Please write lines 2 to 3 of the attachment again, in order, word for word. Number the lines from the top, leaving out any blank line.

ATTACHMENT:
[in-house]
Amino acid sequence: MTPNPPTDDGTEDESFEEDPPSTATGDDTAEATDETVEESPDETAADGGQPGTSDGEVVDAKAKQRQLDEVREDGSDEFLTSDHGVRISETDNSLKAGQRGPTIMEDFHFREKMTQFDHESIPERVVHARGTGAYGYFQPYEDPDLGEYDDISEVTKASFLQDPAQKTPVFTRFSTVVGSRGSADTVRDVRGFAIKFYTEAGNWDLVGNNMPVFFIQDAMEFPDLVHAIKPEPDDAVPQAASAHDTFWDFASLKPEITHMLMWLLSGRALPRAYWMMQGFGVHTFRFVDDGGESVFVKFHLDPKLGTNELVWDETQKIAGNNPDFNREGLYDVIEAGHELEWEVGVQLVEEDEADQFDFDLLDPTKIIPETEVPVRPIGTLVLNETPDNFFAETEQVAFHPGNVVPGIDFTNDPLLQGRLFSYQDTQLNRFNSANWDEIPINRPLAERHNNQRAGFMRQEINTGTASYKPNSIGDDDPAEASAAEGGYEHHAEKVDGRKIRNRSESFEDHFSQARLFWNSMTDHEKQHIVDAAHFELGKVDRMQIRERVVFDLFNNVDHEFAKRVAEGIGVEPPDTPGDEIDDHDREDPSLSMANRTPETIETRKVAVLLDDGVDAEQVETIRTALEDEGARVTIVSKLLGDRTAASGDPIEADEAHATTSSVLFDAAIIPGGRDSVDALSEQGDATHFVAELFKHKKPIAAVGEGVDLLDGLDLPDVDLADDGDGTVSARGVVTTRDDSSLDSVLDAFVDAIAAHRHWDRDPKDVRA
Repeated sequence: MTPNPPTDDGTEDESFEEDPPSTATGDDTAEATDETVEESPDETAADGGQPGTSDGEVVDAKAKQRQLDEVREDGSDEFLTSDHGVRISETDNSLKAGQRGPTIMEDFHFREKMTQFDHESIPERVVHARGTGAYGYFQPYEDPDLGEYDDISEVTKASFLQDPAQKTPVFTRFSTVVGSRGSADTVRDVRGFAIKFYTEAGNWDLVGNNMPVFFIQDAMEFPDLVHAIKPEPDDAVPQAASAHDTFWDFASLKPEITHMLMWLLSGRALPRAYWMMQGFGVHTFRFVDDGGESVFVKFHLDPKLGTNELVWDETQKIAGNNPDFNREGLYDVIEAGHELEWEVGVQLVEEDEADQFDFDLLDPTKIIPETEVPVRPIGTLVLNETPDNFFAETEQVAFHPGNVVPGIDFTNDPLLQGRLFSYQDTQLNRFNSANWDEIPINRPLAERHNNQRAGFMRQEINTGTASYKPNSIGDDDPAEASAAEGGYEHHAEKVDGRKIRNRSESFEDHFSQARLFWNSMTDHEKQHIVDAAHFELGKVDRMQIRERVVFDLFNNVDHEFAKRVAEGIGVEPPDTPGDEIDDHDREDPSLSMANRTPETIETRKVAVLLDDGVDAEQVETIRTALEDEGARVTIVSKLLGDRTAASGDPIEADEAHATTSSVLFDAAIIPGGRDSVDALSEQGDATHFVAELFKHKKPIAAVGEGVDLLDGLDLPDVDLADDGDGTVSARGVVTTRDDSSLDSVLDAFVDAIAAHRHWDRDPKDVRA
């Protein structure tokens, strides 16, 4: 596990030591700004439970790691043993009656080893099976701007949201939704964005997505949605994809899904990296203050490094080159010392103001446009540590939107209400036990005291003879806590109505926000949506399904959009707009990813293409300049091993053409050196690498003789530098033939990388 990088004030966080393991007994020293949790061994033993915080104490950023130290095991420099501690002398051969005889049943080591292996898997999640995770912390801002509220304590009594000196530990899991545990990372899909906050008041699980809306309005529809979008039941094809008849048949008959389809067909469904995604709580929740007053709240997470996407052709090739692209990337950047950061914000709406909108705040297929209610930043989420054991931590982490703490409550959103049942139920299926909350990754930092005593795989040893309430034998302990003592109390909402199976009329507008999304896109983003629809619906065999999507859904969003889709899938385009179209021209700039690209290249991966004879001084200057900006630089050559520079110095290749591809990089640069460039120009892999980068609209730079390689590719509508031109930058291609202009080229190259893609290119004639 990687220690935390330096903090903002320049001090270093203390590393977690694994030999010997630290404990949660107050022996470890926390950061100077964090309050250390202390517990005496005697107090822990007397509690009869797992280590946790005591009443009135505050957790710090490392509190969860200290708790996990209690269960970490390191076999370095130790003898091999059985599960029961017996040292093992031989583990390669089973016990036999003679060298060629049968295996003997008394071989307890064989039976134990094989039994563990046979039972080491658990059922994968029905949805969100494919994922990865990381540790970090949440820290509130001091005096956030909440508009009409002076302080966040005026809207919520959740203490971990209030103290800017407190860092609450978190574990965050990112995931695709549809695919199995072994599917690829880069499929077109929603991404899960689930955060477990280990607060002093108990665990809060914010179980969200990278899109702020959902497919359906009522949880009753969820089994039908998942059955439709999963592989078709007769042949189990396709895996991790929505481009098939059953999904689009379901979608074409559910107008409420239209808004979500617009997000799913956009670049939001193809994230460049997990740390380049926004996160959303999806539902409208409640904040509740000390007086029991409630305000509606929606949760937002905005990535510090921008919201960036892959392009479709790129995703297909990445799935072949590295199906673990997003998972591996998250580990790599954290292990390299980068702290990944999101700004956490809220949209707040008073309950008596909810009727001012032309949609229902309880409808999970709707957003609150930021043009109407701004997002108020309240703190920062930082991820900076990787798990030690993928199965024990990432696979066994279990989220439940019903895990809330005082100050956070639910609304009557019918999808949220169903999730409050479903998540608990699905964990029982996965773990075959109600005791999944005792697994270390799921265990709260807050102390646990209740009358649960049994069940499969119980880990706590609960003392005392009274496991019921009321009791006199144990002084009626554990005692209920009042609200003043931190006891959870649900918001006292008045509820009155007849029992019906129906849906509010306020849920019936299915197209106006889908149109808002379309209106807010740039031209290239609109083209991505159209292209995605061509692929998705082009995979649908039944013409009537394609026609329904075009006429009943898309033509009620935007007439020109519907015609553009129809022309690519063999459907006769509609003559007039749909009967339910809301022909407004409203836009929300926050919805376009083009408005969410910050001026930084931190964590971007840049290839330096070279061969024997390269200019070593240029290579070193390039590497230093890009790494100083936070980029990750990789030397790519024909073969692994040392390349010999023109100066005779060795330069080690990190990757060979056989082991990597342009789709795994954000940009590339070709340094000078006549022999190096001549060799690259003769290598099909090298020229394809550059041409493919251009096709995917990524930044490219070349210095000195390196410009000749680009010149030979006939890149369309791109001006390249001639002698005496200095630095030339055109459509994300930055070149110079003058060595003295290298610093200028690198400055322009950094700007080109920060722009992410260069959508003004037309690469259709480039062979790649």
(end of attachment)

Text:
Amino acid sequence: MTPNPPTDDGTEDESFEEDPPSTATGDDTAEATDETVEESPDETAADGGQPGTSDGEVVDAKAKQRQLDEVREDGSDEFLTSDHGVRISETDNSLKAGQRGPTIMEDFHFREKMTQFDHESIPERVVHARGTGAYGYFQPYEDPDLGEYDDISEVTKASFLQDPAQKTPVFTRFSTVVGSRGSADTVRDVRGFAIKFYTEAGNWDLVGNNMPVFFIQDAMEFPDLVHAIKPEPDDAVPQAASAHDTFWDFASLKPEITHMLMWLLSGRALPRAYWMMQGFGVHTFRFVDDGGESVFVKFHLDPKLGTNELVWDETQKIAGNNPDFNREGLYDVIEAGHELEWEVGVQLVEEDEADQFDFDLLDPTKIIPETEVPVRPIGTLVLNETPDNFFAETEQVAFHPGNVVPGIDFTNDPLLQGRLFSYQDTQLNRFNSANWDEIPINRPLAERHNNQRAGFMRQEINTGTASYKPNSIGDDDPAEASAAEGGYEHHAEKVDGRKIRNRSESFEDHFSQARLFWNSMTDHEKQHIVDAAHFELGKVDRMQIRERVVFDLFNNVDHEFAKRVAEGIGVEPPDTPGDEIDDHDREDPSLSMANRTPETIETRKVAVLLDDGVDAEQVETIRTALEDEGARVTIVSKLLGDRTAASGDPIEADEAHATTSSVLFDAAIIPGGRDSVDALSEQGDATHFVAELFKHKKPIAAVGEGVDLLDGLDLPDVDLADDGDGTVSARGVVTTRDDSSLDSVLDAFVDAIAAHRHWDRDPKDVRA
Repeated sequence: MTPNPPTDDGTEDESFEEDPPSTATGDDTAEATDETVEESPDETAADGGQPGTSDGEVVDAKAKQRQLDEVREDGSDEFLTSDHGVRISETDNSLKAGQRGPTIMEDFHFREKMTQFDHESIPERVVHARGTGAYGYFQPYEDPDLGEYDDISEVTKASFLQDPAQKTPVFTRFSTVVGSRGSADTVRDVRGFAIKFYTEAGNWDLVGNNMPVFFIQDAMEFPDLVHAIKPEPDDAVPQAASAHDTFWDFASLKPEITHMLMWLLSGRALPRAYWMMQGFGVHTFRFVDDGGESVFVKFHLDPKLGTNELVWDETQKIAGNNPDFNREGLYDVIEAGHELEWEVGVQLVEEDEADQFDFDLLDPTKIIPETEVPVRPIGTLVLNETPDNFFAETEQVAFHPGNVVPGIDFTNDPLLQGRLFSYQDTQLNRFNSANWDEIPINRPLAERHNNQRAGFMRQEINTGTASYKPNSIGDDDPAEASAAEGGYEHHAEKVDGRKIRNRSESFEDHFSQARLFWNSMTDHEKQHIVDAAHFELGKVDRMQIRERVVFDLFNNVDHEFAKRVAEGIGVEPPDTPGDEIDDHDREDPSLSMANRTPETIETRKVAVLLDDGVDAEQVETIRTALEDEGARVTIVSKLLGDRTAASGDPIEADEAHATTSSVLFDAAIIPGGRDSVDALSEQGDATHFVAELFKHKKPIAAVGEGVDLLDGLDLPDVDLADDGDGTVSARGVVTTRDDSSLDSVLDAFVDAIAAHRHWDRDPKDVRA